Attention! The Tories’ deficit disorder.

by Stephen Tall on April 10, 2010

Cross-posted from the International Business Times:

It’s not often you’ll find me agreeing with Labour’s uber-spin-doctor, and Tony Blair’s apologist-in-chief, Alastair Campbell. But precisely because he helped write the New Labour election-winning manual, he is highly attuned to the failings in the Conservatives’ attempts to plagiarise it, and in particular David Cameron’s and George Osborne’s habit of mistaking tactics for strategy.

The latest example he highlights on his always-entertaining blog is the Tories’ attempts to force Labour onto the defensive by promising to reverse the increase in employers’ National Insurance contributions:

The Tories assume that if they get a good media hit out of something, they have won the day. And they think if they win enough days in the media war, they will win with the public. … the Tories were wrong on the recession and wrong on the recovery. Tactics will only take you so far if your strategic response to the single most important event of the last Parliament, and the single most important issue for the next one, is wrong.

He’s absolutey right. Yes, it’s still possible that the Tories’ decision to turn their campaign fire on the NI rises will prove to be the tactic which wins them the election. After all, they have been able to pray in aid the support of a number of business leaders, endorsements which have played well in the media – although the public seems to be less impressed.

But “new tax on business unpopular with businesses” is scarcely news. And all voters realise: nothing comes for free. The reversal of the NI rise will cost the Tories £13 billion to implement. They claim the money can be found from vague ‘efficiency savings’ in order to try and dodge accusations that they’ll have to put up other taxes, or slash public spending faster than the still-fragile economic recovery can sustain.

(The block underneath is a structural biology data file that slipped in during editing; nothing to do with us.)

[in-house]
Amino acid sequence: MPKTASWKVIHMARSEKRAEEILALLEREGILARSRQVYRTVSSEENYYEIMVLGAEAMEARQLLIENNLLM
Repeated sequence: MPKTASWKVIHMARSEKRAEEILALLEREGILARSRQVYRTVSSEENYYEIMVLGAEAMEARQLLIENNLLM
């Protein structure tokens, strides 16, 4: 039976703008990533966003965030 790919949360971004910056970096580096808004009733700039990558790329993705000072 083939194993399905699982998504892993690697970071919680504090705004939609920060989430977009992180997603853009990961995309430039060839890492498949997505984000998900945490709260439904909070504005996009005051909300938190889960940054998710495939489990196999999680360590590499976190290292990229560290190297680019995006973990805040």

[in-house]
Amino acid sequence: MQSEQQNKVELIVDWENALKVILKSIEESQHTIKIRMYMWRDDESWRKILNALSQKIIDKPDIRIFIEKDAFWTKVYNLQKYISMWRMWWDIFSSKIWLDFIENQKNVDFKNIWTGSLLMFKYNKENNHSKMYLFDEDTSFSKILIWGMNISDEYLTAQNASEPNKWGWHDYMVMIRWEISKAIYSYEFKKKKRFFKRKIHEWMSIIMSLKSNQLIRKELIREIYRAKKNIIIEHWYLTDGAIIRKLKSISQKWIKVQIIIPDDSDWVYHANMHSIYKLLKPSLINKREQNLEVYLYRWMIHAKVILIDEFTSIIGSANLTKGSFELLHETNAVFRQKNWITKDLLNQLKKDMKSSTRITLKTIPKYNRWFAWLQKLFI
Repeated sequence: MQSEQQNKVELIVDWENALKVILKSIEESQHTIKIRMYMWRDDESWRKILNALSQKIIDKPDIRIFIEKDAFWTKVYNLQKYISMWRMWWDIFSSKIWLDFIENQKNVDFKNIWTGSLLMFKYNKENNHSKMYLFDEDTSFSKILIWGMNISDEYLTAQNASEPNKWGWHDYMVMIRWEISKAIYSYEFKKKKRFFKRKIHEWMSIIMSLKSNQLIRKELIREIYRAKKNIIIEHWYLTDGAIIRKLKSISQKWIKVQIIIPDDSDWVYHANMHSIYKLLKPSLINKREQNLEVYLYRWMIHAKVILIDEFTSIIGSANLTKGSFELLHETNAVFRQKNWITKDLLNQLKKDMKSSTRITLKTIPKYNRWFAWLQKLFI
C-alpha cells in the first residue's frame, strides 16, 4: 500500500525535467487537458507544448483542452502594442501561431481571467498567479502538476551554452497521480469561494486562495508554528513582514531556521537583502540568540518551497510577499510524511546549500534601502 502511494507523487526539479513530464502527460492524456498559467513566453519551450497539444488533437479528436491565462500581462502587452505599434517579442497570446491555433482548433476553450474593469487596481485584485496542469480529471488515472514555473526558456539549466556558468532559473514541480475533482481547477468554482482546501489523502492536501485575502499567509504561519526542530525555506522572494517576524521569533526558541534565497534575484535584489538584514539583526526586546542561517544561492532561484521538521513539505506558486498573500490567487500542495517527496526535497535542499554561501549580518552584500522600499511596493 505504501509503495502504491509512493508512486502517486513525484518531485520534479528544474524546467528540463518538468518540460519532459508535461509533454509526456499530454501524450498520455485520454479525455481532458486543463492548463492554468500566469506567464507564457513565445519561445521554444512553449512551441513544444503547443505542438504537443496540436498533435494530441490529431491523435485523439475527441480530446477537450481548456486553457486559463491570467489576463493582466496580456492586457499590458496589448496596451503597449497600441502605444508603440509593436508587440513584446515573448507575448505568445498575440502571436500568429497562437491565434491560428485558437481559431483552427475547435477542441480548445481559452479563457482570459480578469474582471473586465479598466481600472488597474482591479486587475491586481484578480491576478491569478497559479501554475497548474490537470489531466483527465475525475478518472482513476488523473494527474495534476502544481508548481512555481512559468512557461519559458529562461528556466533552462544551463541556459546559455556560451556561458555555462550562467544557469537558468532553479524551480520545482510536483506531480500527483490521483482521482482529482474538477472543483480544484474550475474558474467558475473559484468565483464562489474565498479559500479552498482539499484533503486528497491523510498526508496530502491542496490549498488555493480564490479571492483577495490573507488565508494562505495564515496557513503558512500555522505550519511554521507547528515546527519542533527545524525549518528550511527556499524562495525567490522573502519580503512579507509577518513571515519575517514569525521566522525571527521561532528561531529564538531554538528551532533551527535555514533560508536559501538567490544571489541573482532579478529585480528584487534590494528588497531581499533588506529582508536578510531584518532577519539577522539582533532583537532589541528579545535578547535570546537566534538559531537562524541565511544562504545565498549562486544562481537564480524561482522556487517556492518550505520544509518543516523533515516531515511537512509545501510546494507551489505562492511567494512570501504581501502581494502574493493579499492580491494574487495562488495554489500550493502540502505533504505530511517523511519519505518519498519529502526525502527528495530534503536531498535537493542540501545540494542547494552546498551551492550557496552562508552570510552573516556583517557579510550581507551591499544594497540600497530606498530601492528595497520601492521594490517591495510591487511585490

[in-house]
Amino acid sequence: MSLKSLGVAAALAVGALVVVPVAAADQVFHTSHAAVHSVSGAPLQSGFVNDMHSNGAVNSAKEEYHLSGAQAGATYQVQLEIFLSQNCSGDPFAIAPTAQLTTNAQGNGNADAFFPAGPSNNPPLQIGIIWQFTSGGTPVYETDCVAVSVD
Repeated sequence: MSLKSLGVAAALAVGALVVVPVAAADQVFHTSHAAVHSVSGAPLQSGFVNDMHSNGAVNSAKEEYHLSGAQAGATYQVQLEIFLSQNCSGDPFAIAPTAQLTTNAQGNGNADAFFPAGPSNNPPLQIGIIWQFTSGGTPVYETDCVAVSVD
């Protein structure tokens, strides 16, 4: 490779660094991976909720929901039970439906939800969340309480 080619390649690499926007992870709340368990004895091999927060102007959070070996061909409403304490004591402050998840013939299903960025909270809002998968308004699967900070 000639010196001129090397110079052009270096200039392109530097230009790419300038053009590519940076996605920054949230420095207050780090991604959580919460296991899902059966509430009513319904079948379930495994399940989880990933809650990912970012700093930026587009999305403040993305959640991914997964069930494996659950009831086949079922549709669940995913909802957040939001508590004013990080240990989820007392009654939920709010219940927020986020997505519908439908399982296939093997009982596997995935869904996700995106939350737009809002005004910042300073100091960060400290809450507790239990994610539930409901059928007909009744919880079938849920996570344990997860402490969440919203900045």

Yet the Tories’ themselves admit that the savings they want to make for 2010-11 through outsourcing back office functions won’t actually come through fully until January 2012. In other words, for all the talk of cutting the deficit – remember the air-brushed “We can’t go on like this” posters? – the Tories’ reversal of Labour’s NI tax rises will actually increase the deficit.

This smacks of panic. The polls narrow, and the Tories’ knee-jerk reaction is to announce a tax-cut and hope no-one will ask how it’s going to be paid for: suddenly cutting the deficit is no longer the number one priority which David Cameron pledged it would be just a few months ago.

But the Lib Dems are asking how the Tories intend to pay for their tax-cuts for businesses – and have been quick to highlight one way in which Messrs Cameron and Osborne may choose after the election to make up the difference: by increasing the standard rate of VAT by 3%. This would cost the average family an additional £389 a year, with who knows what potential damage to the economy.

Contrast this with Nick Clegg and Vince Cable’s fully-funded plan to raise the income tax threshold to £10,000 – cutting the average individual’s tax bill by £700, and lifting four million of the poorest in society out of tax altogether – paid for by tax increases for the wealthiest in society. Not only will this boost the economy, given the greater propensity of low-earners to spend, it will also help build a fairer Britan, reversing the income inequalities which have actually increased during Labour’s 13 years in power.

Elections are always about choices – and at this election it could not be clearer.

You can vote for the Tories, whose unfunded tax-cuts will increase the deficit and likely hit ordinary voters hard through VAT increases.

You can vote for Labour, which has presided over widening inequality in which low-income workers face marginal tax-rates of up to 92%.

Or you can vote for the Lib Dems, who have already identified spending cuts – scrapping Trident replacement and ID cards, for example – to reduce the deficit, and who would cut income taxes for people on low and middle incomes.

It’s your choice. Who do you think has the right strategy?